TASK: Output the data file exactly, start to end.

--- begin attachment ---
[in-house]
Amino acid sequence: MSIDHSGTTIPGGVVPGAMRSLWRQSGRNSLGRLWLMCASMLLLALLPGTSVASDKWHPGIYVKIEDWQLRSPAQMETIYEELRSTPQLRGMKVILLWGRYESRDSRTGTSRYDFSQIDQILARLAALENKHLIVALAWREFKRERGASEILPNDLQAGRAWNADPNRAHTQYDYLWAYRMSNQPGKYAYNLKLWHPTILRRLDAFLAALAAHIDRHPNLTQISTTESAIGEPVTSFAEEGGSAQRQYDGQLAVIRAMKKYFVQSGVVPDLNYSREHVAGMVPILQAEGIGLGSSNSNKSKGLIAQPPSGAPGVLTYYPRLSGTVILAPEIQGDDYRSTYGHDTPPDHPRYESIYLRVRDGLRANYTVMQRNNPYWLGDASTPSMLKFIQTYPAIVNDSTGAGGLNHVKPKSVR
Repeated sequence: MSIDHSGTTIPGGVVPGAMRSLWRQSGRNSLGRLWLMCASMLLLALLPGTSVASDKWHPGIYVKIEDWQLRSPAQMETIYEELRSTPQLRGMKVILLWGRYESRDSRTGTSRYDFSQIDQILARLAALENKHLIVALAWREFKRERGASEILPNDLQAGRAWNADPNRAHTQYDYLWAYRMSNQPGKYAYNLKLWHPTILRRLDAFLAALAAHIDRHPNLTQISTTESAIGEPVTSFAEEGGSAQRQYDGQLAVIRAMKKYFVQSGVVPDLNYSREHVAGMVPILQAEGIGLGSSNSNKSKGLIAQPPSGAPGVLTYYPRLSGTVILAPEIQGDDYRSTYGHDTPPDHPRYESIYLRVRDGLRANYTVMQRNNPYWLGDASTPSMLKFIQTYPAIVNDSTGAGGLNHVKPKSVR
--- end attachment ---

[in-house]
Amino acid sequence: MSIDHSGTTIPGGVVPGAMRSLWRQSGRNSLGRLWLMCASMLLLALLPGTSVASDKWHPGIYVKIEDWQLRSPAQMETIYEELRSTPQLRGMKVILLWGRYESRDSRTGTSRYDFSQIDQILARLAALENKHLIVALAWREFKRERGASEILPNDLQAGRAWNADPNRAHTQYDYLWAYRMSNQPGKYAYNLKLWHPTILRRLDAFLAALAAHIDRHPNLTQISTTESAIGEPVTSFAEEGGSAQRQYDGQLAVIRAMKKYFVQSGVVPDLNYSREHVAGMVPILQAEGIGLGSSNSNKSKGLIAQPPSGAPGVLTYYPRLSGTVILAPEIQGDDYRSTYGHDTPPDHPRYESIYLRVRDGLRANYTVMQRNNPYWLGDASTPSMLKFIQTYPAIVNDSTGAGGLNHVKPKSVR
Repeated sequence: MSIDHSGTTIPGGVVPGAMRSLWRQSGRNSLGRLWLMCASMLLLALLPGTSVASDKWHPGIYVKIEDWQLRSPAQMETIYEELRSTPQLRGMKVILLWGRYESRDSRTGTSRYDFSQIDQILARLAALENKHLIVALAWREFKRERGASEILPNDLQAGRAWNADPNRAHTQYDYLWAYRMSNQPGKYAYNLKLWHPTILRRLDAFLAALAAHIDRHPNLTQISTTESAIGEPVTSFAEEGGSAQRQYDGQLAVIRAMKKYFVQSGVVPDLNYSREHVAGMVPILQAEGIGLGSSNSNKSKGLIAQPPSGAPGVLTYYPRLSGTVILAPEIQGDDYRSTYGHDTPPDHPRYESIYLRVRDGLRANYTVMQRNNPYWLGDASTPSMLKFIQTYPAIVNDSTGAGGLNHVKPKSVR